Margaret Bullitt-Jonas, Holy Hunger; A Woman's Journey from Food Addiction to Spiritual Fulfillment (New York: Knopf, 1998, and Vintage, 2000), 255pp.
I read Holy Hunger because I have a friend who is struggling with an eating disorder and because I had the pleasure of meeting Bullitt-Jonas at a conference. I was glad I did. Bullitt-Jonas is an Episcopal priest, writer, environmental activist, retreat leader, Harvard PhD, marathon runner, and spiritual director. She was also a food addict who writes to share the lessons she learned about compulsive overeating.
Bullitt-Jonas began binge eating in the tenth grade. By the time she was thirty food controlled her body, mind and spirit. She describes her late night forays to the grocery store where she would furtively buy her "drug of choice." Sometimes she would inhale an entire box of donuts in the car. Other times she would wait until she returned home to consume an entire pie at her kitchen counter. In one four day period she gained eleven pounds; on another occasion she did not eat anything for ten days. In one of many turning points, the pleasant lies told at the funeral of a colleague who had committed suicide outraged her. How could the family lie so badly about what had happened?
And then the penny dropped. Much of Bullitt-Jonas's book is about unearthing her family archaeology of enormous wealth but deep dysfunction. Her grandparents' home was lined with paintings of Picasso, Matisse, and Gaugin. Boarding school in Switzerland and Maryland was followed by Russian studies at Stanford and then Harvard. Her parents were polar opposites. Her mother was taciturn, private, and emotionally distant. Her father, a Harvard professor, was a volatile and verbal alcoholic who loved to sail his boat directly into a storm. In between were the people-pleasing, the peace-making, the perfectionisms that were pleas for love, and the emotional starvation not for food but for human affirmation. Over it all was an unspoken compact of silence: "we didn't do feelings in my house." The wealth could not cloak the deep emotional, psychological and spiritual poverty of everyone involved.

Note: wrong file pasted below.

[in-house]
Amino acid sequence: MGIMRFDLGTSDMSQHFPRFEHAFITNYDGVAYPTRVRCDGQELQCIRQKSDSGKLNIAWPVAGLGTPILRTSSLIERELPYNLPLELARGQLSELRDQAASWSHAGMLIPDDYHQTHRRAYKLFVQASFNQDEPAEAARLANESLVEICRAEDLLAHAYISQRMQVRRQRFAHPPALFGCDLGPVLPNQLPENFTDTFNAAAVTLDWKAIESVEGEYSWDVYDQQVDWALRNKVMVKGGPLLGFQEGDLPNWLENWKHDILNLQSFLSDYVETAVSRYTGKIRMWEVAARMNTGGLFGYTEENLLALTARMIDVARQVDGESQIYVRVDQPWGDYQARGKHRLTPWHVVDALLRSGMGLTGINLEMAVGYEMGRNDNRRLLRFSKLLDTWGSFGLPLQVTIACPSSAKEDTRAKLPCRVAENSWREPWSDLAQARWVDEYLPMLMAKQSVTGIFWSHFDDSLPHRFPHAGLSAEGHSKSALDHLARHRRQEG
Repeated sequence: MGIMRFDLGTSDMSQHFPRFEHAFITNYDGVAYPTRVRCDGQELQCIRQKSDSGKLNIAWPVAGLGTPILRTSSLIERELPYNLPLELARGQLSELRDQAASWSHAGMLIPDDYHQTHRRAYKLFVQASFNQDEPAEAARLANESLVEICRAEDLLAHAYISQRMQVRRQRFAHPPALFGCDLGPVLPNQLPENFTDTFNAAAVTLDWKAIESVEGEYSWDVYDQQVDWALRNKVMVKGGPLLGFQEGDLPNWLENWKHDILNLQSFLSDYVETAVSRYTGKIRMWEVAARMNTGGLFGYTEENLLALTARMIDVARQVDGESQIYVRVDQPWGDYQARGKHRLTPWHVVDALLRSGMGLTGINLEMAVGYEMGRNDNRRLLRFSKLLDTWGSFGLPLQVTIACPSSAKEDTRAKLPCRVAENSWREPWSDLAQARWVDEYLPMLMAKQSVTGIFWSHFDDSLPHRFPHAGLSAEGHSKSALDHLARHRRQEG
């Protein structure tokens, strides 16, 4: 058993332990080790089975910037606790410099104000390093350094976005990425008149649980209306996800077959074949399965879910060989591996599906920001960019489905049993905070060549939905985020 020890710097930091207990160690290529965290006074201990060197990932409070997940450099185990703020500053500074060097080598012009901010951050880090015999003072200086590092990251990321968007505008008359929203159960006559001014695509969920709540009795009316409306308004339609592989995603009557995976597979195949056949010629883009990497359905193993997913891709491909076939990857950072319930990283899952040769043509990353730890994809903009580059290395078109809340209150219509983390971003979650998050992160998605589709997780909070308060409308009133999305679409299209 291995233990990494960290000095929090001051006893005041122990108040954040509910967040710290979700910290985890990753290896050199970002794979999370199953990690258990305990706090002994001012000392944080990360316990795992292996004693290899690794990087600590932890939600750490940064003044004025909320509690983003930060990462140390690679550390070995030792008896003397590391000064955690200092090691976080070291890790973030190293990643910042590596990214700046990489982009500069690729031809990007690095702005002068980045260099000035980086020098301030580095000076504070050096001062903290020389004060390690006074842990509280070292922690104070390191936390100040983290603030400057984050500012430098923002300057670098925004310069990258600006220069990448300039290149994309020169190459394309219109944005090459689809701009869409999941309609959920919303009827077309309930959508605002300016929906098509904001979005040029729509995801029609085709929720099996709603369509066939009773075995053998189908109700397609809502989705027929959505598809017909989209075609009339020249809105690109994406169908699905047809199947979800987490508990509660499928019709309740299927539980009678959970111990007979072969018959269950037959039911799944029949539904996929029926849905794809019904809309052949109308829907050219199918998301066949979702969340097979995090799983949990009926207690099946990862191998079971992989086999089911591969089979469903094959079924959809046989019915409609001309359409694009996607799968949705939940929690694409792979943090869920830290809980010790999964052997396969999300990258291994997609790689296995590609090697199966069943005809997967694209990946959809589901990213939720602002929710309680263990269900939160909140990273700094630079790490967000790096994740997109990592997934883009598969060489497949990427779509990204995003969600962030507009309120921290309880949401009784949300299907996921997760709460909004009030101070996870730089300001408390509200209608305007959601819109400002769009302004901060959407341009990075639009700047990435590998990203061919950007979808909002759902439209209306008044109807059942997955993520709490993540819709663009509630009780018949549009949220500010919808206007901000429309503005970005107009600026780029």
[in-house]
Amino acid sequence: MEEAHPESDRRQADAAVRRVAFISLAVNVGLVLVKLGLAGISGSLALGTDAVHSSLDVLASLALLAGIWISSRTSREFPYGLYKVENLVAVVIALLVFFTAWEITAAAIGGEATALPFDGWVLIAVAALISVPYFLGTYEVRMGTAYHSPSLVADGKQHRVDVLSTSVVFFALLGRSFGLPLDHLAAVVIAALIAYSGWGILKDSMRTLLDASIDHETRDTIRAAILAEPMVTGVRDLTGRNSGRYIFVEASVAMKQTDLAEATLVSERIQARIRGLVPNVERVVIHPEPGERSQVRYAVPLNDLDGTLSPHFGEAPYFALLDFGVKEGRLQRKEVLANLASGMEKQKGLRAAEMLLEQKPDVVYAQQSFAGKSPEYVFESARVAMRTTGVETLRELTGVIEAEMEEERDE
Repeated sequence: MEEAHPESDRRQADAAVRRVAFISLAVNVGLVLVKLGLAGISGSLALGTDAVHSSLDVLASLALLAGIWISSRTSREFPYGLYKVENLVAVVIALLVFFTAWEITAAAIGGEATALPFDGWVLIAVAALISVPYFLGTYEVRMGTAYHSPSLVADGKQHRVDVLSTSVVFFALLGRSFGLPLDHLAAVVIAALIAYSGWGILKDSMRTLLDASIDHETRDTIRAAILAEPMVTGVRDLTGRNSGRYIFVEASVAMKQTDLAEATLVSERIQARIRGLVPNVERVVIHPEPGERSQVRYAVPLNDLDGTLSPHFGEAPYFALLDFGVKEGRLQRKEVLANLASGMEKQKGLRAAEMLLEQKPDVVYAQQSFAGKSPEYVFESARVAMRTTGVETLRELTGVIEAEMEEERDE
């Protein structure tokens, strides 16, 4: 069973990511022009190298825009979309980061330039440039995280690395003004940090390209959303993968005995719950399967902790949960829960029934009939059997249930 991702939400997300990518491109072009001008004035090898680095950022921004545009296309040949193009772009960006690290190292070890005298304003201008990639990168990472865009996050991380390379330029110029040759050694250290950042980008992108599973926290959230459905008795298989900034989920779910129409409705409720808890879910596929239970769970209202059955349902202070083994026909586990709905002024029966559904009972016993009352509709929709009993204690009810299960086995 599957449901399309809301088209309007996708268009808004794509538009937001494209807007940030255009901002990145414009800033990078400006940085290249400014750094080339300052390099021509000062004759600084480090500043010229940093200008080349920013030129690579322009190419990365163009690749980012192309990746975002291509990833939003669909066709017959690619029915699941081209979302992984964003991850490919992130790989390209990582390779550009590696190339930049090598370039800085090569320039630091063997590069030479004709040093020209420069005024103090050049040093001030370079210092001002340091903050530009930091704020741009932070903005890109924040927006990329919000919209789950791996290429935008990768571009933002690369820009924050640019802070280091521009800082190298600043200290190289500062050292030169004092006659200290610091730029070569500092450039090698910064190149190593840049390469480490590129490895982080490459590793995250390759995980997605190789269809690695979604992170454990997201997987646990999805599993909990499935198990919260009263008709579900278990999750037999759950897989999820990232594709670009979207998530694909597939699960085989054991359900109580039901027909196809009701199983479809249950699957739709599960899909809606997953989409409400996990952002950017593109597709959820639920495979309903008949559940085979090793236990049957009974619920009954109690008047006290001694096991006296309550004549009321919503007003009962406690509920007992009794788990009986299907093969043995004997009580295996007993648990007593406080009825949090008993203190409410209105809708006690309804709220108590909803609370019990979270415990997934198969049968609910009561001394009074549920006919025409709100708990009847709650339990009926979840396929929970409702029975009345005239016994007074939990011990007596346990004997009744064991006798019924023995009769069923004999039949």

Eventually Bullitt-Jonas connected with Overeaters Anonymous and Adult Children of Alcoholics. She took an acting class, enrolled in Buddhist meditation, met the man she eventually married, and even rejoined her church community, all of which helped her to listen to her own voices, to discover her personal identity apart from her family, and to begin writing a new story. In the end, she construes her story as a memoir about desire, "the desire beyond all desire," as she puts it. Her words reminded me of the opening sentences of Augustine's Confessions, that "God has made us for Thyself, and our hearts are restless until they find their rest in Thee." There are no victims or villains here, no shaming and blaming, either of herself or of her family. Rather, Bullitt-Jonas has written a beautiful story of redemption that combines courageous truth-telling with tender compassion. I hope she will write a sequel.